“I know one thing; that I know nothing.”
Imagine this statement coming from one of the earliest philosophers, Socrates.
A man sentenced to death by the Athenian government after he was charged with two counts of impiety, that is, lacking reverence for sacredness, as follows:
1) Practicing the maieutic method, a method of teaching through asking a series of questions around one's ideals until they find the very fabric of their convictions to be false, and are then forced to revise them.
2) Introducing new gods to the city folk.
On the 'maieutics', you can imagine the distress caused.
This caused nuisance for both the individual and the politicians, especially when many of the ideals and convictions of the people as a collective might be put their intentionally, whether that be through religion, myth, culture, government, institution or some other body of organised thought.
No one likes to be wrong. And being forced to make yourself wrong by answering questions is bound to feel a little abrasive internally!
It is said that Socrates turned to this method after an Oracle stated that he was the wisest man in the world. He sought to disprove her by cultivating wisdom in all who he met through his intense practice of the maieutic method.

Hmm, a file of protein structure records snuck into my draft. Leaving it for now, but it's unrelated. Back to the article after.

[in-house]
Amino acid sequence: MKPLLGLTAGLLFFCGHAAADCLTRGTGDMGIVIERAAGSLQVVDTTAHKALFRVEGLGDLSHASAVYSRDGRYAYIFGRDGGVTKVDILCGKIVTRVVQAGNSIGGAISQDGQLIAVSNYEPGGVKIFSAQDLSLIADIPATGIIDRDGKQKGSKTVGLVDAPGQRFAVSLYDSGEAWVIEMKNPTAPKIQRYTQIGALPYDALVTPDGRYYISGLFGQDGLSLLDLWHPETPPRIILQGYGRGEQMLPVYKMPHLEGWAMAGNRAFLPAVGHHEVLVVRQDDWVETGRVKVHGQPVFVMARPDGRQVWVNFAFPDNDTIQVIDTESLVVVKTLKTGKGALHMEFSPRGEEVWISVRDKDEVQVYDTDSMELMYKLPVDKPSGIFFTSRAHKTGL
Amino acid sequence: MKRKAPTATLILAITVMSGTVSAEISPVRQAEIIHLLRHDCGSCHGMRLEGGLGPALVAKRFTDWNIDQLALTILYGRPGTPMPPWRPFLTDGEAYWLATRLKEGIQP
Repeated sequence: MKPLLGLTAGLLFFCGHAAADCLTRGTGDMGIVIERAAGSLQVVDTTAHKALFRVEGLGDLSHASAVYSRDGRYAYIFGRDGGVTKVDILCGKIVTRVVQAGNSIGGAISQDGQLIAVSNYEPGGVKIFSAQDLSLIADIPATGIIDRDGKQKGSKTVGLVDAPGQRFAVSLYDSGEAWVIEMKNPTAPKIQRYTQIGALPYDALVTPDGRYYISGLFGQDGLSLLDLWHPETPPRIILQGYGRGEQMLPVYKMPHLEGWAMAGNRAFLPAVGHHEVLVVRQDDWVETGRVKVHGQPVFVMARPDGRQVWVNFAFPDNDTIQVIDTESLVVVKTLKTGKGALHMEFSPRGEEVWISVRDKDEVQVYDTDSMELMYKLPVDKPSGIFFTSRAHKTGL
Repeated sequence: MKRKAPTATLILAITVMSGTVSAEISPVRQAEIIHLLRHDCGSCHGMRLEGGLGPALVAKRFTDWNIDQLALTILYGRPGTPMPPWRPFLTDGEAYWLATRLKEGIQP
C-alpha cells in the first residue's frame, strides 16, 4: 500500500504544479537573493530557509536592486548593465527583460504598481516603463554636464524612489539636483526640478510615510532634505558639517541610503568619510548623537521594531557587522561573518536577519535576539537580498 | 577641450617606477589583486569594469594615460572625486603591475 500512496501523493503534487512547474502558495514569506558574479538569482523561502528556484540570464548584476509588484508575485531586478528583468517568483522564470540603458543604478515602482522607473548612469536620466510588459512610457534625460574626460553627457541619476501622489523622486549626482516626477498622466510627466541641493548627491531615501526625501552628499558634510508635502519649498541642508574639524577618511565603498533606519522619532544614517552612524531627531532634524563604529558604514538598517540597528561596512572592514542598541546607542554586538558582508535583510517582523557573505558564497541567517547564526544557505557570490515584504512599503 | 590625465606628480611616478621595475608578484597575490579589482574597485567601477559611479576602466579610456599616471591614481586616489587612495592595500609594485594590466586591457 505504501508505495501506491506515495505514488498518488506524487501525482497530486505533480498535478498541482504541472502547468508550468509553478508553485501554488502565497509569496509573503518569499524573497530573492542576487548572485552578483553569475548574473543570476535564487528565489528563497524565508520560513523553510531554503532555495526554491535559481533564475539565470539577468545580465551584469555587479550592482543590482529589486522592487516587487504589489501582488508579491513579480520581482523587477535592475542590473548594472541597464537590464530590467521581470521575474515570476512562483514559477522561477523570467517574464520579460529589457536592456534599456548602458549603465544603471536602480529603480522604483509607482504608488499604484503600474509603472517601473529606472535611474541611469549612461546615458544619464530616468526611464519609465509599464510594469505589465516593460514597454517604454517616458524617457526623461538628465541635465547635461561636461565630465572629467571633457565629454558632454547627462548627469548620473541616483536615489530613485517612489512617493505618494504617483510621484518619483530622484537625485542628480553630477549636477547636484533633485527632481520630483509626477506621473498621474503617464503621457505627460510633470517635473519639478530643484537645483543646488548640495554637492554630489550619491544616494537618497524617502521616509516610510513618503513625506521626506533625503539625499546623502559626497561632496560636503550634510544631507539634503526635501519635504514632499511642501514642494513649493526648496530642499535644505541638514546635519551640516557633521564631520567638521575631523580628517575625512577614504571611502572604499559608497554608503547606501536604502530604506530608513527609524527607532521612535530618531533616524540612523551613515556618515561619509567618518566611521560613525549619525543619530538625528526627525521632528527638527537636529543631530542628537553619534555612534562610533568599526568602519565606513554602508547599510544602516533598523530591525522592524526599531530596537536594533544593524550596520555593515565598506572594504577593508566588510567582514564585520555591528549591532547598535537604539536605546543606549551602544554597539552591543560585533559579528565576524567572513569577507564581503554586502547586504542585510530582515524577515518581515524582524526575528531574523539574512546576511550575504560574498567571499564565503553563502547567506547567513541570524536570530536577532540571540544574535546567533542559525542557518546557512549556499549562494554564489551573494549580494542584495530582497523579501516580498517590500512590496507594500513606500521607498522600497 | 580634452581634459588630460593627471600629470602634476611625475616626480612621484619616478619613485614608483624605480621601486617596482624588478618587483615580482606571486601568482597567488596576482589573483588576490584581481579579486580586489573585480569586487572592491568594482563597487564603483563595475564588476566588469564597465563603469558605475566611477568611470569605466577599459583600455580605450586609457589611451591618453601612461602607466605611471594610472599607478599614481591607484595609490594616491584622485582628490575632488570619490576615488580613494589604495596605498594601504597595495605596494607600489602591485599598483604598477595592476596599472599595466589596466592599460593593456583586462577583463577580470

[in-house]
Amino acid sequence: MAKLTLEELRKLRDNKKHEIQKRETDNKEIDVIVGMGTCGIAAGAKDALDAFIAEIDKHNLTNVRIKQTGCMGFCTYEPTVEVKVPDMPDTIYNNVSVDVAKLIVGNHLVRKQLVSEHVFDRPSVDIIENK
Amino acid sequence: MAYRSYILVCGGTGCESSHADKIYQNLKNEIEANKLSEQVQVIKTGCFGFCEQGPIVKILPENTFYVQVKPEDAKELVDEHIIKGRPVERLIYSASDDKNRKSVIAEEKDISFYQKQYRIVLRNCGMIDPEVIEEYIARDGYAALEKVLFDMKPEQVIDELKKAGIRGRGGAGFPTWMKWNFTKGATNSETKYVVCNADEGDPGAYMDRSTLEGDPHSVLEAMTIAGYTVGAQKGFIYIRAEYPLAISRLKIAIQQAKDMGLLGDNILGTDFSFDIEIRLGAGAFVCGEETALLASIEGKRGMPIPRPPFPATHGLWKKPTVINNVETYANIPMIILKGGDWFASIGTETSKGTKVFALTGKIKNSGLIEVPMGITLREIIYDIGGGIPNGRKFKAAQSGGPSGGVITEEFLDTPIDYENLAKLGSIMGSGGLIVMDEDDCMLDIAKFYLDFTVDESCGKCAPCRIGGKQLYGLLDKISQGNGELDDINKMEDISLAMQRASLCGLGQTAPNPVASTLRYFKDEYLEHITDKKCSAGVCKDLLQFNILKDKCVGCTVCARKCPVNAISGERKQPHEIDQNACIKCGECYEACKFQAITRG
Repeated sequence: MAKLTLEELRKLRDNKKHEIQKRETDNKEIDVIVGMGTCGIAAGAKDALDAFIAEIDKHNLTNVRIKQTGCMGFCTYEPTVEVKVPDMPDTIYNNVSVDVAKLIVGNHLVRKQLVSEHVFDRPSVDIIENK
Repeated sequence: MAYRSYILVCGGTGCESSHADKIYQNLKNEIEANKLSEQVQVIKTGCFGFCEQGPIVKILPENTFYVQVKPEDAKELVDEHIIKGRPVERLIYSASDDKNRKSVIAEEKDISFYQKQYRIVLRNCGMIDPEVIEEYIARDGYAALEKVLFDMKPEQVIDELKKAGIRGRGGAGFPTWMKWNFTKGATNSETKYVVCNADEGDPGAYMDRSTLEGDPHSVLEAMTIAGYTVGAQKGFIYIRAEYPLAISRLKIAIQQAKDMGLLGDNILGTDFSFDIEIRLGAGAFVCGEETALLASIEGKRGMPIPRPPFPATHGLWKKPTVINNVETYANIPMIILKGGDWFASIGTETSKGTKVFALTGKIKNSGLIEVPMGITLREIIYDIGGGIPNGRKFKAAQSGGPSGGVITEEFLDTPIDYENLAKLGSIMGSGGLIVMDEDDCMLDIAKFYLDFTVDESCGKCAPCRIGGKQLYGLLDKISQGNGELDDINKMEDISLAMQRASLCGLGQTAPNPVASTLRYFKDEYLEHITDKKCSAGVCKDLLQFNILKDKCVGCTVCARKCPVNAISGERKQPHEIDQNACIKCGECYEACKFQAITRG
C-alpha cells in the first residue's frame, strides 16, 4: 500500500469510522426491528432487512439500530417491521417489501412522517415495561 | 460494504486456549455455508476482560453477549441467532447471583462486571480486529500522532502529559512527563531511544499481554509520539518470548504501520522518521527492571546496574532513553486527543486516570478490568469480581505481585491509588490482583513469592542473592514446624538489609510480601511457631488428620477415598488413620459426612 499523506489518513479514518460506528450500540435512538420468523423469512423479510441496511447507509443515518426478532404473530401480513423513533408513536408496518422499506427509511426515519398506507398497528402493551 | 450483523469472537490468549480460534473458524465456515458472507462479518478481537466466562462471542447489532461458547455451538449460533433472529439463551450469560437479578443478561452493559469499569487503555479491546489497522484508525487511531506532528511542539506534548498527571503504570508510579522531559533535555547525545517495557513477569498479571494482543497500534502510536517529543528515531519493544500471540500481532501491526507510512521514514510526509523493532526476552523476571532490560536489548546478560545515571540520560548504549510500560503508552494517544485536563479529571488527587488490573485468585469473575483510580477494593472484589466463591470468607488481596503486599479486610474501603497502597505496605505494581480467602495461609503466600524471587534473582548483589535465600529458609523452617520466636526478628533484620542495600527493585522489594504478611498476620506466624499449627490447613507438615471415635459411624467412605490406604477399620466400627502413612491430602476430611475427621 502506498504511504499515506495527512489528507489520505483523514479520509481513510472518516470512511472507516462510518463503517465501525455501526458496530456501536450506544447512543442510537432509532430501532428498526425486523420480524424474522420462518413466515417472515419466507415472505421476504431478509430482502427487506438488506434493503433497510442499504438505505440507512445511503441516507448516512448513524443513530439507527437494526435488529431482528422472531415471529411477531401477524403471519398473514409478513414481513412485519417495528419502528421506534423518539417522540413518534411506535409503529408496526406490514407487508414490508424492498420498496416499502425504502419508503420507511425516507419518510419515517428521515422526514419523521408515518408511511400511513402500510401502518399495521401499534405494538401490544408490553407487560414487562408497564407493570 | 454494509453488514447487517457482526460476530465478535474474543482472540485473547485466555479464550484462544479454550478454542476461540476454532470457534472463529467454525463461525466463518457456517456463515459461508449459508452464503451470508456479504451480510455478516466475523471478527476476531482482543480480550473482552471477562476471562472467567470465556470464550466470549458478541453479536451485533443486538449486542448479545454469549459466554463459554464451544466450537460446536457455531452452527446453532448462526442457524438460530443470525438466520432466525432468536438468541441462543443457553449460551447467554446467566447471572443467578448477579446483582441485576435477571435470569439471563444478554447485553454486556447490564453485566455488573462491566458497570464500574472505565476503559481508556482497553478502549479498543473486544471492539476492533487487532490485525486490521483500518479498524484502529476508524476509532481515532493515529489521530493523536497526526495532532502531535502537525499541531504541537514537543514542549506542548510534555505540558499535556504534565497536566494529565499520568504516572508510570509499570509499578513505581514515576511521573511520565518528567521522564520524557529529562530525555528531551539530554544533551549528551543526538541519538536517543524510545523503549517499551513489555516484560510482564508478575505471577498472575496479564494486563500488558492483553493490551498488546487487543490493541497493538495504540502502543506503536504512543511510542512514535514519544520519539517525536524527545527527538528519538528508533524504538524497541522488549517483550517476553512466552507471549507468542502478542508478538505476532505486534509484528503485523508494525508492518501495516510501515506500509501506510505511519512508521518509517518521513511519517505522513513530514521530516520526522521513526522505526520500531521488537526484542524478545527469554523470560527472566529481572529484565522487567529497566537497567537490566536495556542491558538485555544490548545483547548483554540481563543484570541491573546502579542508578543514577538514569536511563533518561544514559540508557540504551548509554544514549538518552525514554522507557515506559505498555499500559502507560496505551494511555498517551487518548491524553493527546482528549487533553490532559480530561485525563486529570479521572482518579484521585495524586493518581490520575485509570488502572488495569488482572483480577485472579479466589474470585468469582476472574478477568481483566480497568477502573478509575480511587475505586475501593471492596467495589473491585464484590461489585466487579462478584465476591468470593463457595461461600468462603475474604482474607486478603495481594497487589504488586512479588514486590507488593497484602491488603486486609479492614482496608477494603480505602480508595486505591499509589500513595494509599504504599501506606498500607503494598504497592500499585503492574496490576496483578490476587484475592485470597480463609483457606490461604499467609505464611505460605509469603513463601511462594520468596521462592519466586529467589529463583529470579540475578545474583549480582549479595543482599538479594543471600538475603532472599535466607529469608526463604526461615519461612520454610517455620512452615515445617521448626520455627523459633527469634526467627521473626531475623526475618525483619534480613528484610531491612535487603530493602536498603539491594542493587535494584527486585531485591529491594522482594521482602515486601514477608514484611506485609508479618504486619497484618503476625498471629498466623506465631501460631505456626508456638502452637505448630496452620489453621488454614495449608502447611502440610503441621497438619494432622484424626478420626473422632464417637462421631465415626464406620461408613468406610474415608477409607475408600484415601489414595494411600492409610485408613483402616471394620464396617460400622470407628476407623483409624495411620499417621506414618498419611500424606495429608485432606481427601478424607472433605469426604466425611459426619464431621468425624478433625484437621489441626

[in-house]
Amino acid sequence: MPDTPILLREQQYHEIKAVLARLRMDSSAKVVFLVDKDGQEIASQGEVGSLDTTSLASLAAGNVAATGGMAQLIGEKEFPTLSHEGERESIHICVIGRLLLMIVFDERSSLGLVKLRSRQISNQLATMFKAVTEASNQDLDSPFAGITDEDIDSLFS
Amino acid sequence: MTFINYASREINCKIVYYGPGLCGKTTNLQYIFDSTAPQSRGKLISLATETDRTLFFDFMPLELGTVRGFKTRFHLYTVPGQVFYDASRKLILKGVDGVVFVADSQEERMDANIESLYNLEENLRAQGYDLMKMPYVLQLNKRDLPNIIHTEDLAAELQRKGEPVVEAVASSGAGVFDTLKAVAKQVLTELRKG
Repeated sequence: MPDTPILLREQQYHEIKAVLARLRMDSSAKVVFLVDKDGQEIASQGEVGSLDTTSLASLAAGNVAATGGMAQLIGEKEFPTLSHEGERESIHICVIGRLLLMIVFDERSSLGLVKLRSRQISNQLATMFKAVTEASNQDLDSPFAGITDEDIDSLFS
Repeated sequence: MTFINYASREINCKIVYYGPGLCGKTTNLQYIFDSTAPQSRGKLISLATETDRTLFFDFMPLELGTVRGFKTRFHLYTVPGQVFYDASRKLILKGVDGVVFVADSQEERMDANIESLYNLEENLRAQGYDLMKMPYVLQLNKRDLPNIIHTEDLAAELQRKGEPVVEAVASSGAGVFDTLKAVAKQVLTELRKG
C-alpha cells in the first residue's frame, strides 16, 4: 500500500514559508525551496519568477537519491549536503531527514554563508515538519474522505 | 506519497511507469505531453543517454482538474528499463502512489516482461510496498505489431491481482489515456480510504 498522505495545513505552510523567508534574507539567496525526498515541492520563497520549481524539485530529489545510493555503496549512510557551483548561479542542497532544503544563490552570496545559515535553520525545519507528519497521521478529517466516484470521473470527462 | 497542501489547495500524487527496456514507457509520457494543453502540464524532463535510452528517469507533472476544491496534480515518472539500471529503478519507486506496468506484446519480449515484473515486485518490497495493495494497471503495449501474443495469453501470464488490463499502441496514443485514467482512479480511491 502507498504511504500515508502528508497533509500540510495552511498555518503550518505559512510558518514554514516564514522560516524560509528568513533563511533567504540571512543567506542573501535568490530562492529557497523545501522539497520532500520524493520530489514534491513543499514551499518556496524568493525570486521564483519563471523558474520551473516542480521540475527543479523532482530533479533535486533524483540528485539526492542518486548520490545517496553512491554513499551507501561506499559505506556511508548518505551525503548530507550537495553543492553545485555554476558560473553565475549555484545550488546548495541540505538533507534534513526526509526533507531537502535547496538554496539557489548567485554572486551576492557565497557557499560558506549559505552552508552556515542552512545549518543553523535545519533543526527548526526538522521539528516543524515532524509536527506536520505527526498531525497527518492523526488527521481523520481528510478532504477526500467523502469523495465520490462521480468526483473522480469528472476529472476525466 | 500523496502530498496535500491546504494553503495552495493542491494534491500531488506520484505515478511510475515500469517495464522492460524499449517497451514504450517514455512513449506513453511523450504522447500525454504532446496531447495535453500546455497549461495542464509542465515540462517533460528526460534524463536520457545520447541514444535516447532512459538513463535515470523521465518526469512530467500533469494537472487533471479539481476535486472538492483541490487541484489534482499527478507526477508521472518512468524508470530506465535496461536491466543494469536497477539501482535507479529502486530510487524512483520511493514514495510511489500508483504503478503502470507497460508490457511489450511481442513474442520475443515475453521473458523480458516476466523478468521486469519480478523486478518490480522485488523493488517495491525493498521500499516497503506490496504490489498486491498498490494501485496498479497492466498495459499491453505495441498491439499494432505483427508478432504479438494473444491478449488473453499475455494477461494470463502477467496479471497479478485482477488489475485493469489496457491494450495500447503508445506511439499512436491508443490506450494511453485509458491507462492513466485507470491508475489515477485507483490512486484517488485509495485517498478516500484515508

He would question with the intent for wisdom to emerge.
As for the "new gods", this stems from Socrates having spoken openly about being in connection with a higher spirit inside of him. One might say his genius, his daemon, his guardian angel. And he allowed this voice to guide his life's work... until his eventual death as a result of his activities.
As a coach, two of the main things I do with my clients is ask them bigger questions so they get to challenge their ideals and convictions, updating them or establishing more useful ones, and secondly, helping them connect to their inner wisdom, inner guide, so that they can have a stronger sense of personal authority and direction in how they move through the world.
The coaching industry would never have survived in the era of Socrates!
Ironically, Socrates' commitment to *not* knowing created the birthplace of Western philosophy and modern wisdom as we know it today. Thats the Socratic paradox. Is there any better tale to tell when it comes to the benefits of a beginners mindset?
We might wish happier endings for Socrates, however if you know his story or take a minute to look it up, you will find that he had two options available at the hands of the polity - one was exile, the other to drink the poison that would end his life. He chose the latter. That was to be his legacy.